And finally, the main reason companies consider creating a subsidiary is the tax benefits derived from its structure. When filing federal income tax returns, the parent company can file a consolidated tax return, and include profits and losses from the parent company, as well as its subsidiaries. That way, total profits of the parent can be offset by the total losses, and the company pays less in federal income taxes.  

Also, some states allow subsidiaries to file tax returns only on the profits generated within that specific state, and not those generated in other locations. The same may be applicable for the profits of international subsidiaries, which will not pay income taxes in the U.S. but might do so at a significantly lower rate in the country where they’re located. In case of international subsidiaries, however, caution is warranted because   regulations regarding taxation of parent-subsidiary foreign income can change rapidly.  

Steps to creating a subsidiary

You will, of course, want to be guided by an experienced CPA, attorney, and business advisor, but once the decision is made, creating a subsidiary is not complicated. Basically, the steps are: 

  1. Decide on where to set up your subsidiary.

  2. Create the new company. Follow the state or country’s laws to create the subsidiary. It can typically be a limited liability company or a corporation structure.

  3. Allocate assets and liabilities. As in any other business, all the necessary pieces must be put in place, before starting operations: capital contribution, inventory, machinery, accounts payable, accounts receivable, and so on. 

  4. Create the subsidiary’s bylaws. Include that any changes to the bylaws are prohibited without permission of the parent company, as the sole owner; and that only the parent company can create or make any changes to the subsidiary’s board. 

  5. Create the board of directors. The board should be very clear that the subsidiary is operated as an independent company, under the parent’s control.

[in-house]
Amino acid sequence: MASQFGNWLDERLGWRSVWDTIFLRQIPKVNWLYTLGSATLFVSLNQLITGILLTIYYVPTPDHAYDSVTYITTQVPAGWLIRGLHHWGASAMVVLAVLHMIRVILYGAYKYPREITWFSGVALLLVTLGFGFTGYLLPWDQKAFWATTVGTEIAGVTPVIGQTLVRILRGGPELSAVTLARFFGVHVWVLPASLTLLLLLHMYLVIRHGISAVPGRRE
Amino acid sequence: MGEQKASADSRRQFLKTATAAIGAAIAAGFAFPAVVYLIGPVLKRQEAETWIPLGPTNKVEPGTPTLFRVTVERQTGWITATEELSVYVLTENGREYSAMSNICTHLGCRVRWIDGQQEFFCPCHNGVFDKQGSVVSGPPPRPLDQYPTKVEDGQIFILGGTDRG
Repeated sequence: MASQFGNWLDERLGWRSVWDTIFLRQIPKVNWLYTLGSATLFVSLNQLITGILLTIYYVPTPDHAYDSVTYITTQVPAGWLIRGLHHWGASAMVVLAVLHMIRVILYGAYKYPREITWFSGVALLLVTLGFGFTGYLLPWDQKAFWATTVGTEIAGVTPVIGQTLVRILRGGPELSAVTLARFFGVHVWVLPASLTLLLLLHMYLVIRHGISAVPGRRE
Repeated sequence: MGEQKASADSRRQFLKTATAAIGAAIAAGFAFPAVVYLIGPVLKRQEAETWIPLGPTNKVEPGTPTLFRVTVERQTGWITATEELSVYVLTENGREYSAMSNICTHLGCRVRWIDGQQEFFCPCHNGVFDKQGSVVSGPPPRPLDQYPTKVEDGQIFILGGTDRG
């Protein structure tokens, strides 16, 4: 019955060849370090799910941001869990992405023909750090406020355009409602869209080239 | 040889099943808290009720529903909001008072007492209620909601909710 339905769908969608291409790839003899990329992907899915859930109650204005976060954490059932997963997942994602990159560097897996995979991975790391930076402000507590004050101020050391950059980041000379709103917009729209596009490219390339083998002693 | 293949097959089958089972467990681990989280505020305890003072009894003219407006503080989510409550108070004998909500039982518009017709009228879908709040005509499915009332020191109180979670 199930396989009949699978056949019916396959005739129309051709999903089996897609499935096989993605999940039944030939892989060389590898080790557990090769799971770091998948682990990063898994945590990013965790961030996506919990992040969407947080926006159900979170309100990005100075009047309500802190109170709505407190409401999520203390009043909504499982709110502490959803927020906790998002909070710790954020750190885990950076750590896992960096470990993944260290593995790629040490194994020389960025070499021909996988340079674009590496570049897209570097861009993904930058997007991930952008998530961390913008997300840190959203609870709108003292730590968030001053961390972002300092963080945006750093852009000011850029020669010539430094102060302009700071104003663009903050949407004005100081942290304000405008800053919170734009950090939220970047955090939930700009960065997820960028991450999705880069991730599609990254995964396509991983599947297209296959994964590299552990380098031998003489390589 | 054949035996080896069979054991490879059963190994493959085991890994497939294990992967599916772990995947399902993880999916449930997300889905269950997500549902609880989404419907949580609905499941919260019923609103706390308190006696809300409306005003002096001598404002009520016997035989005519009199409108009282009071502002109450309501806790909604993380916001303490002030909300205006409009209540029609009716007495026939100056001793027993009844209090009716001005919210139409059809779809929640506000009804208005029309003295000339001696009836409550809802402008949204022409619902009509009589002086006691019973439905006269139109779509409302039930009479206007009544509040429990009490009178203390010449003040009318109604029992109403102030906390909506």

Having a subsidiary can bring many benefits to the parent company. It’s the best way to test the waters on new lines of business, new locations, and generate revenue while preventing possible legal liabilities, and financial damage. If you’ve been incubating several new ideas but aren’t sure of their marketability, maybe it's time to consider dipping your toe in the water by launching a subsidiary.


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Ms. Sierra explained some of the political context surrounding the TPP, including that the US has historically been pro-trade, and this is the first time since 1992 that trade has been a significant issue in presidential election year politics. US FTAs are modeled after NAFTA. The agreement eliminates a significant number of tariffs that would be beneficial to US businesses, but there are dissenting voices. Some of the concerns include employment issues, the manipulation of currencies by various countries, and opposition in specific industries such as auto, segments of agriculture and pharmaceuticals and biologics whose concerns were not addressed in the agreement. For example, intellectual property protection for biologics is not included in the agreement.


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The TPP has been negotiated between 12 countries who together form about 40% of GDP, and 1/3 of world trade. The agreement is of an unprecedented scope, and the implications of this agreement are huge. We will soon know if it can pass during the lame-duck session before the election, which is fast approaching!


To learn more about the TPP, visit this site . The full text of the agreement can be found here .



Granville, Kevin. “The Trans-Pacific Partnership, Explained.” The New York Times. 20 August 2016. Web.

 “The Trans-Pacific Partnership.” Office of the United States Trade Representative. Executive Office of the President. 2016. Web.